Simpson Bay, St. Maarten — The Rescue and Firefighting Department of the Princess Juliana International Airport (R&FF) now has a rescue boat and an ultra-modern structural fire truck. In 2017, the Rescue and Firefighting department met with the St. Maarten Civil Aviation to ensure that the International Civil Aviation Organization (ICAO) regulations were met, as all airports that are surrounded by water should have initial water rescue response.
The rescue boat is a Zodiac 650 brand, as used in the army. It is 20 feet long and has provisions to carry a total of two life rafts and eight persons. The life rafts can be deployed to carry 65 persons each. The manufacturer’s representative hosted an informative training session on the rescue boat and also took the Rescue and firefighters for a practical training at sea.
According to the Manager of SXM’s Rescue and Firefighting Department (R&FF), Manilo Penijn “The purpose of the rescue boat is to provide a water response in our sea radius and to provide initial form of rescue so there is a chance of survival in the event of a plane crash.” Moreover, ICAO mandates that if you have structural buildings on the airport premises you must provide some form of firefighting capabilities for these structures, hence the purchase of the structural fire truck.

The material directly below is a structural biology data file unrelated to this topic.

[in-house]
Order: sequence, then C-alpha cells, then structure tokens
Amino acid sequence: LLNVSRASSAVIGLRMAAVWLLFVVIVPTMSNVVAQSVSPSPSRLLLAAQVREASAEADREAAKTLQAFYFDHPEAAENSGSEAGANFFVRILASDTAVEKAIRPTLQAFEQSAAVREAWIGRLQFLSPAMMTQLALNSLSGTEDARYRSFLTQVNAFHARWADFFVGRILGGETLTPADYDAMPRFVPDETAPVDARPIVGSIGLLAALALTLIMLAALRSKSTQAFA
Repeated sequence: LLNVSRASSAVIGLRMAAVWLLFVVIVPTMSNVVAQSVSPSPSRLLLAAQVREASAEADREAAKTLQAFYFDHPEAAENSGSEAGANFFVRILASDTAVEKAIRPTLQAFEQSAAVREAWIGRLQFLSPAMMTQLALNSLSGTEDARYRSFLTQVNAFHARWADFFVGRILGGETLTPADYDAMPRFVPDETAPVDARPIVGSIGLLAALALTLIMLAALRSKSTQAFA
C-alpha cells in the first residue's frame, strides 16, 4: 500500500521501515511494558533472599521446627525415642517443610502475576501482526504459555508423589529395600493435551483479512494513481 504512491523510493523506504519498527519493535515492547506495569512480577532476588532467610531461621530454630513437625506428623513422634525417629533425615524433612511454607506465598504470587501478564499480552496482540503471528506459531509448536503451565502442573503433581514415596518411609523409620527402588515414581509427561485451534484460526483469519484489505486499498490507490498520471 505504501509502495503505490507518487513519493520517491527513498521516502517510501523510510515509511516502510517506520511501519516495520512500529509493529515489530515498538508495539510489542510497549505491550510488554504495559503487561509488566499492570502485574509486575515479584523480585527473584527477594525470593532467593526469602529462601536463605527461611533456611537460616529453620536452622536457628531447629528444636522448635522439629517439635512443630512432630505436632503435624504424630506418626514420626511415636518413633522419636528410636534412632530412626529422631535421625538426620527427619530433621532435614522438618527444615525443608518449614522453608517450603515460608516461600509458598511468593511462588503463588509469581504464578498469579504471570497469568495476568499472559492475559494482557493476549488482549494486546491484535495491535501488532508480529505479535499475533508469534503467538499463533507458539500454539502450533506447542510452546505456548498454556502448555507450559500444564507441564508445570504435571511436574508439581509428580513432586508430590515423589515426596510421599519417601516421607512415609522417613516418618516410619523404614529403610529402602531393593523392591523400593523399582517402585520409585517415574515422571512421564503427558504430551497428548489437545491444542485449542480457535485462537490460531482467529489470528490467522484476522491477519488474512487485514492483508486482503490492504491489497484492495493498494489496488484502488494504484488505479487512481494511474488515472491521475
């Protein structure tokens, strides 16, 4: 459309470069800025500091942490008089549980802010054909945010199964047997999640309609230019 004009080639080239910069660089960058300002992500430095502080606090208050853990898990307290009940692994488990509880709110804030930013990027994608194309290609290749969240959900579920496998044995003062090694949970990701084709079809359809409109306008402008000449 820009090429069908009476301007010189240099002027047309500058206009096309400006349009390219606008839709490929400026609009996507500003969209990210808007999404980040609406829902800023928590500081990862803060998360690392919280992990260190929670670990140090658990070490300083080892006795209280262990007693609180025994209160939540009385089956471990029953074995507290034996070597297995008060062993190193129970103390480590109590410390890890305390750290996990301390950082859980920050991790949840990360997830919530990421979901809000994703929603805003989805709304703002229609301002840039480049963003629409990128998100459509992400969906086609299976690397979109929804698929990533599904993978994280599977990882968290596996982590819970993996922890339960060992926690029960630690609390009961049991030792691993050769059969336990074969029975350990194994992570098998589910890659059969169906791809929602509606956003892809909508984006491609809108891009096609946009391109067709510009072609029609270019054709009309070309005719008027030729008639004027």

In the event of an untimely fire, the structural fire truck will be used to aid the terminal building, Departure Pavilion, Air Traffic Services building (ATS) and any other building on the PJIA premises. Currently the fire trucks we possess are for aircraft firefighting purposes.
The recently purchased structural fire truck is based on a 2017 Ford F-550 4×4 super cab chassis, fitted with Pyrolance transitional quick attack tools. The heart of any Pyrolance fire-fighting vehicle is the advanced transitional attach system which features the patented dual piercing-fire control technology.
This technology allows our fire-fighters to make an aggressive interior attack on a fire from a safe exterior position. The water tank capacity is 300 US gallons (1135 liters), and two foam tanks, Class A 10 US gallons (38 liters), Class B 20 US gallons (75 liters).
PJIAE is the first to purchase a structural fire truck with this type of advance technology in the Caribbean.